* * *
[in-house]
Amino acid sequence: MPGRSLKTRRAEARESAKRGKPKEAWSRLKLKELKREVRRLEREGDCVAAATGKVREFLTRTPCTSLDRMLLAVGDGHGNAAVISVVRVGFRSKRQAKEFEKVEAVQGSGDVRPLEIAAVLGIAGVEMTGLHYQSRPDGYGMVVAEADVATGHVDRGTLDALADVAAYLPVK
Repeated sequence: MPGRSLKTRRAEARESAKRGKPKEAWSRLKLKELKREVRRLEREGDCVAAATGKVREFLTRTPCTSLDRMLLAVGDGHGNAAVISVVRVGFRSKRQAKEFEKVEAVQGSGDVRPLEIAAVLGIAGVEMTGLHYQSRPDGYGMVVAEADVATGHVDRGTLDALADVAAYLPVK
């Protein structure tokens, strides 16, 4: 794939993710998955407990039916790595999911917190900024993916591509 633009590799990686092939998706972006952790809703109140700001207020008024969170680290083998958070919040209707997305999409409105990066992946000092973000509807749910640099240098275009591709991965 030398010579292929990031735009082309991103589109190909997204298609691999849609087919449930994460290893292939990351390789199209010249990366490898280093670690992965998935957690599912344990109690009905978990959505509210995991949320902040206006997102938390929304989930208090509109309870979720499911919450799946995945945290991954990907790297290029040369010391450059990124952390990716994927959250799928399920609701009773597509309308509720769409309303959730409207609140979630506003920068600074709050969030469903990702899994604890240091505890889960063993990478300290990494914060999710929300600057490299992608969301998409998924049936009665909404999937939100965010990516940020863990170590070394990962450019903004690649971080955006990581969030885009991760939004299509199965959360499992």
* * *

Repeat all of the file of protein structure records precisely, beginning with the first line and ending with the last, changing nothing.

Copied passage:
[in-house]
Amino acid sequence: MPGRSLKTRRAEARESAKRGKPKEAWSRLKLKELKREVRRLEREGDCVAAATGKVREFLTRTPCTSLDRMLLAVGDGHGNAAVISVVRVGFRSKRQAKEFEKVEAVQGSGDVRPLEIAAVLGIAGVEMTGLHYQSRPDGYGMVVAEADVATGHVDRGTLDALADVAAYLPVK
Repeated sequence: MPGRSLKTRRAEARESAKRGKPKEAWSRLKLKELKREVRRLEREGDCVAAATGKVREFLTRTPCTSLDRMLLAVGDGHGNAAVISVVRVGFRSKRQAKEFEKVEAVQGSGDVRPLEIAAVLGIAGVEMTGLHYQSRPDGYGMVVAEADVATGHVDRGTLDALADVAAYLPVK
């Protein structure tokens, strides 16, 4: 794939993710998955407990039916790595999911917190900024993916591509 633009590799990686092939998706972006952790809703109140700001207020008024969170680290083998958070919040209707997305999409409105990066992946000092973000509807749910640099240098275009591709991965 030398010579292929990031735009082309991103589109190909997204298609691999849609087919449930994460290893292939990351390789199209010249990366490898280093670690992965998935957690599912344990109690009905978990959505509210995991949320902040206006997102938390929304989930208090509109309870979720499911919450799946995945945290991954990907790297290029040369010391450059990124952390990716994927959250799928399920609701009773597509309308509720769409309303959730409207609140979630506003920068600074709050969030469903990702899994604890240091505890889960063993990478300290990494914060999710929300600057490299992608969301998409998924049936009665909404999937939100965010990516940020863990170590070394990962450019903004690649971080955006990581969030885009991760939004299509199965959360499992």